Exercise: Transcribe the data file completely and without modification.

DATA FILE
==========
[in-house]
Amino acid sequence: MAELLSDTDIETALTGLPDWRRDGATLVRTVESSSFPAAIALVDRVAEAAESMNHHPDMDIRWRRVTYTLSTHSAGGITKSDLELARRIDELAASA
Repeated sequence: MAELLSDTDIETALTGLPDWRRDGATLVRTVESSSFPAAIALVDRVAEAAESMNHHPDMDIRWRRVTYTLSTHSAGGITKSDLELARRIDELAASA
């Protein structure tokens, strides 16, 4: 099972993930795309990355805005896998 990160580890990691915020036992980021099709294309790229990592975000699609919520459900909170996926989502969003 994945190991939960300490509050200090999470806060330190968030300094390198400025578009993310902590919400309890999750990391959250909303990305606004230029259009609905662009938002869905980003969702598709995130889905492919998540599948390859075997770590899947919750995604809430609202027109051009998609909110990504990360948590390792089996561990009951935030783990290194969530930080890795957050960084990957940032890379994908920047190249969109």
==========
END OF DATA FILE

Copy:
[in-house]
Amino acid sequence: MAELLSDTDIETALTGLPDWRRDGATLVRTVESSSFPAAIALVDRVAEAAESMNHHPDMDIRWRRVTYTLSTHSAGGITKSDLELARRIDELAASA
Repeated sequence: MAELLSDTDIETALTGLPDWRRDGATLVRTVESSSFPAAIALVDRVAEAAESMNHHPDMDIRWRRVTYTLSTHSAGGITKSDLELARRIDELAASA
């Protein structure tokens, strides 16, 4: 099972993930795309990355805005896998 990160580890990691915020036992980021099709294309790229990592975000699609919520459900909170996926989502969003 994945190991939960300490509050200090999470806060330190968030300094390198400025578009993310902590919400309890999750990391959250909303990305606004230029259009609905662009938002869905980003969702598709995130889905492919998540599948390859075997770590899947919750995604809430609202027109051009998609909110990504990360948590390792089996561990009951935030783990290194969530930080890795957050960084990957940032890379994908920047190249969109």